On November 2, in Pretoria, South Africa, representatives of the Ethiopian federal government and leaders of the Tigray region signed a agreement negotiated under the aegis of the African Union which interrupted two years of a devastating war. This conflict, which would have almost half a million dead, is probably the deadliest in the world since the turn of the century.
Will the guns be silenced for good? While the Pretoria agreement is undeniably good news in itself, many questions still hang over its application.
Two years of bloody conflict
The conflict erupted in late 2020, as Ethiopia faced a complex political transition.
Prime Minister Abiy Ahmed has seized power in 2018 following three years of increasingly virulent protests against the People's Front for the Liberation of Tigray (FPLT), a party born out of the rebellion which had ruled the country since 1991 and was made up mainly of representatives of Tigray, a province of about 7 million inhabitants (out of some 115 million Ethiopians) which is in the north of the country, bordering Eritrea.
FPLT leaders initially supported Abiy's accession to power, until the latter initiated a series of political reforms that resulted in their party's exclusion from the ruling coalition. They then organized regional elections in Tigray, in defiance of the directives set by the federal authorities who had postponed the ballot, officially due to the Covid-19 pandemic. Amid rising tensions, as both sides branded each other as illegitimate, the FPLT attacked one of the federal forces' bases, and the government retaliated by launching an offensive in Tigray.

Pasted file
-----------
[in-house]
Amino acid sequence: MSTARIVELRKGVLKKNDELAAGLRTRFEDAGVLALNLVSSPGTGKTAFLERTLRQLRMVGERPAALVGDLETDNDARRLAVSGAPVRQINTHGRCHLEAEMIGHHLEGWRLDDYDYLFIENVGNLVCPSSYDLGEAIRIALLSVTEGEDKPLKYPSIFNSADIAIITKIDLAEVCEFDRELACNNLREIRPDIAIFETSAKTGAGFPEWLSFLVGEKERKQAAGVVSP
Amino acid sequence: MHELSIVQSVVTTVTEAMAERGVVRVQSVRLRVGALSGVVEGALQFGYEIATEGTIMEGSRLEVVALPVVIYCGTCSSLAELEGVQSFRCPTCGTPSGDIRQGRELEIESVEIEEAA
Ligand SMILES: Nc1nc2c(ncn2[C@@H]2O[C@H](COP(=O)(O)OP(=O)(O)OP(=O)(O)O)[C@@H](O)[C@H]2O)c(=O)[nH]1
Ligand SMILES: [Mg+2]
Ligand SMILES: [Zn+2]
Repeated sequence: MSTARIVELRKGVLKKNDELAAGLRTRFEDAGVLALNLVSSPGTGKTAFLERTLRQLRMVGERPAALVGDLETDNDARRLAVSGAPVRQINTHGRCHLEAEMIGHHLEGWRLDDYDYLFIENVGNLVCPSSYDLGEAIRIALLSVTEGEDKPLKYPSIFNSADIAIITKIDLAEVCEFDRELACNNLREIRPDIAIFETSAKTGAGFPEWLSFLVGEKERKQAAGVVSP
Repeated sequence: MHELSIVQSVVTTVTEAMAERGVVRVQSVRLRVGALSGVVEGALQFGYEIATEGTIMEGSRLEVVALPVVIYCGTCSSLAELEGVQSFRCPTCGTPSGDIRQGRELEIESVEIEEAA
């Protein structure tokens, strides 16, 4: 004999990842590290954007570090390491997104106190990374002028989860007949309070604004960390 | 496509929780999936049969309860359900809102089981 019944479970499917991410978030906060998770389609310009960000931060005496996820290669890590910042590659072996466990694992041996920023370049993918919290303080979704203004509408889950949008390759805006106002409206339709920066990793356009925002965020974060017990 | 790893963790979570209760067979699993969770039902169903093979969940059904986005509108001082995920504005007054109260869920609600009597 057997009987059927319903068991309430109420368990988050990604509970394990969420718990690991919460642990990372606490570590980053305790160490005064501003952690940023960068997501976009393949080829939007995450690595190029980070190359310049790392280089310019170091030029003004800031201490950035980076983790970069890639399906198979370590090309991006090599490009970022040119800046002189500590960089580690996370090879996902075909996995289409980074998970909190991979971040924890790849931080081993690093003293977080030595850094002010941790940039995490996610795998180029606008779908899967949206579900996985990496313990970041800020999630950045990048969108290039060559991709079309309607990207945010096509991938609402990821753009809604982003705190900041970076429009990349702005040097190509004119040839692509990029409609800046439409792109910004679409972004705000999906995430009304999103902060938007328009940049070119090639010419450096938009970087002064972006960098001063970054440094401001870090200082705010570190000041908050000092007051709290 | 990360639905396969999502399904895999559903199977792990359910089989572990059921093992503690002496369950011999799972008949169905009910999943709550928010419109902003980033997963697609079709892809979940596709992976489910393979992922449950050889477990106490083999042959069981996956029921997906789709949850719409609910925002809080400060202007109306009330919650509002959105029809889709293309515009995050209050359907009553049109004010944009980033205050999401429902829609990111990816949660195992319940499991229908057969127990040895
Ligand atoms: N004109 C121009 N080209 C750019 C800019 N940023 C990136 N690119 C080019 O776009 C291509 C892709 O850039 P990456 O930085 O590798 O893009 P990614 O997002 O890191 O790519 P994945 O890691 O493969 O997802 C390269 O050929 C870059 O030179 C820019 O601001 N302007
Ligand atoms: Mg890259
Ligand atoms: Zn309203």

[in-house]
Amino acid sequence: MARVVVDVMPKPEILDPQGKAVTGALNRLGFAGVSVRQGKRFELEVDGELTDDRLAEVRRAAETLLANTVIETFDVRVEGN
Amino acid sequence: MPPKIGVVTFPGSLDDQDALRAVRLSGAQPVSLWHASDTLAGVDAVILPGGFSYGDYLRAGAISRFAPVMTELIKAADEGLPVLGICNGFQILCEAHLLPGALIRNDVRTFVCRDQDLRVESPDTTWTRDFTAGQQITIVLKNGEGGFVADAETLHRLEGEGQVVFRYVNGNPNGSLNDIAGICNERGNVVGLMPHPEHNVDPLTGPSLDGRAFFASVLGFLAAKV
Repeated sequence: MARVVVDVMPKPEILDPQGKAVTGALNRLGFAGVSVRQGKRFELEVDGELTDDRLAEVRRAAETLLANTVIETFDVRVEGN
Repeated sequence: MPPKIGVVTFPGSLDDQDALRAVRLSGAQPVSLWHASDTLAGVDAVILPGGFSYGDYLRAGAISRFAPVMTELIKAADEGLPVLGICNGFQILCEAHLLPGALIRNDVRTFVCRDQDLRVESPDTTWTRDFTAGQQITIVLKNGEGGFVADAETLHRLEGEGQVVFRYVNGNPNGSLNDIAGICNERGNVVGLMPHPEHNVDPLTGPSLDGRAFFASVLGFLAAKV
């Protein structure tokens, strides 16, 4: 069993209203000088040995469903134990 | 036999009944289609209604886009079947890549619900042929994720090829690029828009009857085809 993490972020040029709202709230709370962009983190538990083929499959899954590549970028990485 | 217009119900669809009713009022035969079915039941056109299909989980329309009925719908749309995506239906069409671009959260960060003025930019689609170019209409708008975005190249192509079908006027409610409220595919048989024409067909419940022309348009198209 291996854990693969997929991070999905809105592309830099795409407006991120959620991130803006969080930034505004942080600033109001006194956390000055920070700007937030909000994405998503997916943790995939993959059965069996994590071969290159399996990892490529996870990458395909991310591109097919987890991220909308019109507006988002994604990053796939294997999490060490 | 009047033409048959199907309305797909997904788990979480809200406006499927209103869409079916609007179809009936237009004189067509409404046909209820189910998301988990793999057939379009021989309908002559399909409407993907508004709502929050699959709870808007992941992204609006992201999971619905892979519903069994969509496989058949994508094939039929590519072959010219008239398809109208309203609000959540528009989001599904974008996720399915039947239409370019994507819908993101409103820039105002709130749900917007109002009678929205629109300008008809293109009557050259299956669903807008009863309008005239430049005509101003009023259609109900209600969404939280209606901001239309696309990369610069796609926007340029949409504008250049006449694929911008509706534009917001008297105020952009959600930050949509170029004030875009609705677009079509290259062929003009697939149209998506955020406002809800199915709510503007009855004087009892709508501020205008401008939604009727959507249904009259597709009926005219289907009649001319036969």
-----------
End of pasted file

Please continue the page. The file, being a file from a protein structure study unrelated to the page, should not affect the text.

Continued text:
During these two years of fierce fighting, the Eritrea of President Afeworki who, since the conflict who opposed her in 1998 to the FPLT, considers the latter as its main enemy, has provided significant support to the Ethiopian federal forces. In 2018, the rapprochement between the Ethiopian Prime Minister and the Eritrean President had allowed a temporary reopening of the border between the two countries, and had earned the first of receive the Nobel Peace Prize. Shortly after launching their first offensive, the federal forces also received support from Amhara militias who wish to annex certain areas of western and southern Tigray which adjoin their own region.